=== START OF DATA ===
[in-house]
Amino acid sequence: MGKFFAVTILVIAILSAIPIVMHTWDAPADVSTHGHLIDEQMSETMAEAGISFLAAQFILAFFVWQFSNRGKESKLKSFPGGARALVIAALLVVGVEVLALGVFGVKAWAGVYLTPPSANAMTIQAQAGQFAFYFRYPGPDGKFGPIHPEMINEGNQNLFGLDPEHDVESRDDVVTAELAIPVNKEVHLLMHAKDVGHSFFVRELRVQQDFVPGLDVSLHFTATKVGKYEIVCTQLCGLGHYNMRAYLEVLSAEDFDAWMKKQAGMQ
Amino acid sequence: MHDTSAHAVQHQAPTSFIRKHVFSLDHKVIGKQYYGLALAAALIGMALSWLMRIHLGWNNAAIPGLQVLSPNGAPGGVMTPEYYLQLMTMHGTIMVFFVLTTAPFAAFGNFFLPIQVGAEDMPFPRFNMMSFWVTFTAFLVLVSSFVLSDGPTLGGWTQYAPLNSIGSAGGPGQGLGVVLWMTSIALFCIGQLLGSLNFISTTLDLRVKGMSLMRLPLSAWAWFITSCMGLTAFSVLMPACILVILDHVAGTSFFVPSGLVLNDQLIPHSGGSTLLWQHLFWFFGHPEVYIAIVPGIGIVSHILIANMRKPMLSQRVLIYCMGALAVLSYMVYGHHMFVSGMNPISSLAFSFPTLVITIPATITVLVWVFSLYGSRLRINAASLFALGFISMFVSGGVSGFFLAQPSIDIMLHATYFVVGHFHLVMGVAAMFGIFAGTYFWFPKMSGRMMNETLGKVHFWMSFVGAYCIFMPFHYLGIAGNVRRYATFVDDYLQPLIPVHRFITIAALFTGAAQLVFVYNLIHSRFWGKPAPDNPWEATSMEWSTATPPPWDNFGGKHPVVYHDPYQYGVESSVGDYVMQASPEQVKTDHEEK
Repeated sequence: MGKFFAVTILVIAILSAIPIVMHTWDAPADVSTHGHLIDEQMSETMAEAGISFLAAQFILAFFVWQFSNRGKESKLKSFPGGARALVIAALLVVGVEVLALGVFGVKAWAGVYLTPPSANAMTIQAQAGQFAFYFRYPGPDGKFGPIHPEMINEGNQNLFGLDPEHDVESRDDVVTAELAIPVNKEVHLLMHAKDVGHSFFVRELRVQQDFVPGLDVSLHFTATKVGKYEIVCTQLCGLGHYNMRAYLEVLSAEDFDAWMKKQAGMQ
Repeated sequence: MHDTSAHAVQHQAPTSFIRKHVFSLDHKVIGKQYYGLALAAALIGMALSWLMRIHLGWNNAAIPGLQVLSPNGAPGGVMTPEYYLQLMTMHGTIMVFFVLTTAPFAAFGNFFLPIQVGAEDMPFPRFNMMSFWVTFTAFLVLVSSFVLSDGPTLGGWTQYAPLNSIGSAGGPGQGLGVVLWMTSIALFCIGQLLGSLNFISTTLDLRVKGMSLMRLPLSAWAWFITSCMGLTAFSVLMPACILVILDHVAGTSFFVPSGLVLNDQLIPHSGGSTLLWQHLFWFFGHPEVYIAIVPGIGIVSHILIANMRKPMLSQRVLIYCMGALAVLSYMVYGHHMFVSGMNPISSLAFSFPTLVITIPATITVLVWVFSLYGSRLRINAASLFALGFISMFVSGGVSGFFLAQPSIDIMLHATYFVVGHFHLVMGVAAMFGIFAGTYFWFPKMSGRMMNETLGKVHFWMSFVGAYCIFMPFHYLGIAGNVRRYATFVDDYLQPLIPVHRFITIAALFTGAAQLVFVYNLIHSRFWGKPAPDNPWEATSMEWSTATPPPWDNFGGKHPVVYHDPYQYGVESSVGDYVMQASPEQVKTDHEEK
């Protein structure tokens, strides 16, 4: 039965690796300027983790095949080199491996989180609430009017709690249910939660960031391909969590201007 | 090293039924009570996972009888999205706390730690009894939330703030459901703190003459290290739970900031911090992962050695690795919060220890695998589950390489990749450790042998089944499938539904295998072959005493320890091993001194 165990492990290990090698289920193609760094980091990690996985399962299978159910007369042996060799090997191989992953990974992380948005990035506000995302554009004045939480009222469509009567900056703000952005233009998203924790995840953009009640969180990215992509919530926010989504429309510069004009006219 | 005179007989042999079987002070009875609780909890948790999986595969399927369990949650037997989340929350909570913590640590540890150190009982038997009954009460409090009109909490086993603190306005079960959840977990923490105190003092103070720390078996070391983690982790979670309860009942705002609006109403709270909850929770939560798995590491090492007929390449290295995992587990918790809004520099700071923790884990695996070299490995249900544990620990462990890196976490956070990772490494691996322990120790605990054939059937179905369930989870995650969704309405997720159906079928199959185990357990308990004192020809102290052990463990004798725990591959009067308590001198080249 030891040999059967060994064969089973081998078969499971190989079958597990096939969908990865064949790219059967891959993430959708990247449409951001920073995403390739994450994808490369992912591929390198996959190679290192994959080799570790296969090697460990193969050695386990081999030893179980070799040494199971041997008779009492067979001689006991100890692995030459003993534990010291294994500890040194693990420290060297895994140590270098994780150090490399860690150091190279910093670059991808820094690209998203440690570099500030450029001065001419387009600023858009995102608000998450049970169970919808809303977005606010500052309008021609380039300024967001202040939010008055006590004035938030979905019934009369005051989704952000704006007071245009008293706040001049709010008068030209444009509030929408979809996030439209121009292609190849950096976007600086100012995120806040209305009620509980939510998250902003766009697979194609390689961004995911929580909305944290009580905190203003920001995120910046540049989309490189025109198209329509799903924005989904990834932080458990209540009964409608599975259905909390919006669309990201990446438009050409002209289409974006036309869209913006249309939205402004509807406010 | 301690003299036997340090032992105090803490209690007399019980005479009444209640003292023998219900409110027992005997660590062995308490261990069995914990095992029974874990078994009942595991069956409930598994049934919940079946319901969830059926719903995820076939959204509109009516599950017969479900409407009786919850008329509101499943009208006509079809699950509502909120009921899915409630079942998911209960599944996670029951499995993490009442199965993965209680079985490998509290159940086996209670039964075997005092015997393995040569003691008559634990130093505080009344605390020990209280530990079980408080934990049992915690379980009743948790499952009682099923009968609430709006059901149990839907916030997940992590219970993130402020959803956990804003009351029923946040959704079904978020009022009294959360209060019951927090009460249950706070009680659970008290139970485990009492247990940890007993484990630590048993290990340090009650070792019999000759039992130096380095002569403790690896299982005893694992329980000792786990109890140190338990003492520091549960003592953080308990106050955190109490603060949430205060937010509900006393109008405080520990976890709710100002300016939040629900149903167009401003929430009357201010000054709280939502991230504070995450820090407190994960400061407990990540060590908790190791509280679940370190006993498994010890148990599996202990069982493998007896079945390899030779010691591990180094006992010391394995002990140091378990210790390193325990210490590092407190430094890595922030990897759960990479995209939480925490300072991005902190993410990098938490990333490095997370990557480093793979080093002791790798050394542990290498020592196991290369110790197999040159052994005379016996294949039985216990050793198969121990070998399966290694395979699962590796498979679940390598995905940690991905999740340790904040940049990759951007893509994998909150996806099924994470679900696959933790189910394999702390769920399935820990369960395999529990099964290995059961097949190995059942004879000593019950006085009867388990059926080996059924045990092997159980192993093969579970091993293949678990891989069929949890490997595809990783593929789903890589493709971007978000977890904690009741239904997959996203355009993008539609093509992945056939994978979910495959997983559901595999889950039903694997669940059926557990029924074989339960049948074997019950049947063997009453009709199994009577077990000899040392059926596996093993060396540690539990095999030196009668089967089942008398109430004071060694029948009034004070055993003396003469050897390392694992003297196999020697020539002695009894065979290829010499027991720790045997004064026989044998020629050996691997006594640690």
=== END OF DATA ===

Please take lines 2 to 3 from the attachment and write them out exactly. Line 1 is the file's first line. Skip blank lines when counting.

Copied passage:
Amino acid sequence: MGKFFAVTILVIAILSAIPIVMHTWDAPADVSTHGHLIDEQMSETMAEAGISFLAAQFILAFFVWQFSNRGKESKLKSFPGGARALVIAALLVVGVEVLALGVFGVKAWAGVYLTPPSANAMTIQAQAGQFAFYFRYPGPDGKFGPIHPEMINEGNQNLFGLDPEHDVESRDDVVTAELAIPVNKEVHLLMHAKDVGHSFFVRELRVQQDFVPGLDVSLHFTATKVGKYEIVCTQLCGLGHYNMRAYLEVLSAEDFDAWMKKQAGMQ
Amino acid sequence: MHDTSAHAVQHQAPTSFIRKHVFSLDHKVIGKQYYGLALAAALIGMALSWLMRIHLGWNNAAIPGLQVLSPNGAPGGVMTPEYYLQLMTMHGTIMVFFVLTTAPFAAFGNFFLPIQVGAEDMPFPRFNMMSFWVTFTAFLVLVSSFVLSDGPTLGGWTQYAPLNSIGSAGGPGQGLGVVLWMTSIALFCIGQLLGSLNFISTTLDLRVKGMSLMRLPLSAWAWFITSCMGLTAFSVLMPACILVILDHVAGTSFFVPSGLVLNDQLIPHSGGSTLLWQHLFWFFGHPEVYIAIVPGIGIVSHILIANMRKPMLSQRVLIYCMGALAVLSYMVYGHHMFVSGMNPISSLAFSFPTLVITIPATITVLVWVFSLYGSRLRINAASLFALGFISMFVSGGVSGFFLAQPSIDIMLHATYFVVGHFHLVMGVAAMFGIFAGTYFWFPKMSGRMMNETLGKVHFWMSFVGAYCIFMPFHYLGIAGNVRRYATFVDDYLQPLIPVHRFITIAALFTGAAQLVFVYNLIHSRFWGKPAPDNPWEATSMEWSTATPPPWDNFGGKHPVVYHDPYQYGVESSVGDYVMQASPEQVKTDHEEK